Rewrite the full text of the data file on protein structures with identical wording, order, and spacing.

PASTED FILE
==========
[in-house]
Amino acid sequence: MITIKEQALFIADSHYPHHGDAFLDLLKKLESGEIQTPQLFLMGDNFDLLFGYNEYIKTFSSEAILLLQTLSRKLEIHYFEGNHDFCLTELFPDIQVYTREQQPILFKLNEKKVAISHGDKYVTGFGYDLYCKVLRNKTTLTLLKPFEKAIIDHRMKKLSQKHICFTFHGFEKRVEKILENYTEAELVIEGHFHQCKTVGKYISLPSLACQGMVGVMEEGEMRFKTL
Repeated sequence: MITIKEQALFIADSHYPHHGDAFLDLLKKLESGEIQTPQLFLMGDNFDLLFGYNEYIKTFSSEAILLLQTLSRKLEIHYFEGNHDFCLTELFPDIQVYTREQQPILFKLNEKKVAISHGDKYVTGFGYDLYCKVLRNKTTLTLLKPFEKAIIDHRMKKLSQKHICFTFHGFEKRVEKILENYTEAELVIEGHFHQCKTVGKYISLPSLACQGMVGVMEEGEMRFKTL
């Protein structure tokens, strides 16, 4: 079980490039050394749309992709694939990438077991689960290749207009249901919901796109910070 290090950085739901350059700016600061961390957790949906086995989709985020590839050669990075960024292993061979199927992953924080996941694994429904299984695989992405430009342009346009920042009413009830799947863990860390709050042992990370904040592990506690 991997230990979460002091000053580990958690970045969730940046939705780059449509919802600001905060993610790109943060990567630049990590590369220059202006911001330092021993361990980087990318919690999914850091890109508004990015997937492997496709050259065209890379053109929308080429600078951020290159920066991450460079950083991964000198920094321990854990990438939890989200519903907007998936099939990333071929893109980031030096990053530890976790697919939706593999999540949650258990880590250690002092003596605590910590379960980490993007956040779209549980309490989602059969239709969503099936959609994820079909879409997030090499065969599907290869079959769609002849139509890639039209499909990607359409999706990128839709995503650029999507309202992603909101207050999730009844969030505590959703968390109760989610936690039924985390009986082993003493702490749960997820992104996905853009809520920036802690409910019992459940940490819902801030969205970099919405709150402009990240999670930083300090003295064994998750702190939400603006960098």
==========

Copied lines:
[in-house]
Amino acid sequence: MITIKEQALFIADSHYPHHGDAFLDLLKKLESGEIQTPQLFLMGDNFDLLFGYNEYIKTFSSEAILLLQTLSRKLEIHYFEGNHDFCLTELFPDIQVYTREQQPILFKLNEKKVAISHGDKYVTGFGYDLYCKVLRNKTTLTLLKPFEKAIIDHRMKKLSQKHICFTFHGFEKRVEKILENYTEAELVIEGHFHQCKTVGKYISLPSLACQGMVGVMEEGEMRFKTL
Repeated sequence: MITIKEQALFIADSHYPHHGDAFLDLLKKLESGEIQTPQLFLMGDNFDLLFGYNEYIKTFSSEAILLLQTLSRKLEIHYFEGNHDFCLTELFPDIQVYTREQQPILFKLNEKKVAISHGDKYVTGFGYDLYCKVLRNKTTLTLLKPFEKAIIDHRMKKLSQKHICFTFHGFEKRVEKILENYTEAELVIEGHFHQCKTVGKYISLPSLACQGMVGVMEEGEMRFKTL
């Protein structure tokens, strides 16, 4: 079980490039050394749309992709694939990438077991689960290749207009249901919901796109910070 290090950085739901350059700016600061961390957790949906086995989709985020590839050669990075960024292993061979199927992953924080996941694994429904299984695989992405430009342009346009920042009413009830799947863990860390709050042992990370904040592990506690 991997230990979460002091000053580990958690970045969730940046939705780059449509919802600001905060993610790109943060990567630049990590590369220059202006911001330092021993361990980087990318919690999914850091890109508004990015997937492997496709050259065209890379053109929308080429600078951020290159920066991450460079950083991964000198920094321990854990990438939890989200519903907007998936099939990333071929893109980031030096990053530890976790697919939706593999999540949650258990880590250690002092003596605590910590379960980490993007956040779209549980309490989602059969239709969503099936959609994820079909879409997030090499065969599907290869079959769609002849139509890639039209499909990607359409999706990128839709995503650029999507309202992603909101207050999730009844969030505590959703968390109760989610936690039924985390009986082993003493702490749960997820992104996905853009809520920036802690409910019992459940940490819902801030969205970099919405709150402009990240999670930083300090003295064994998750702190939400603006960098």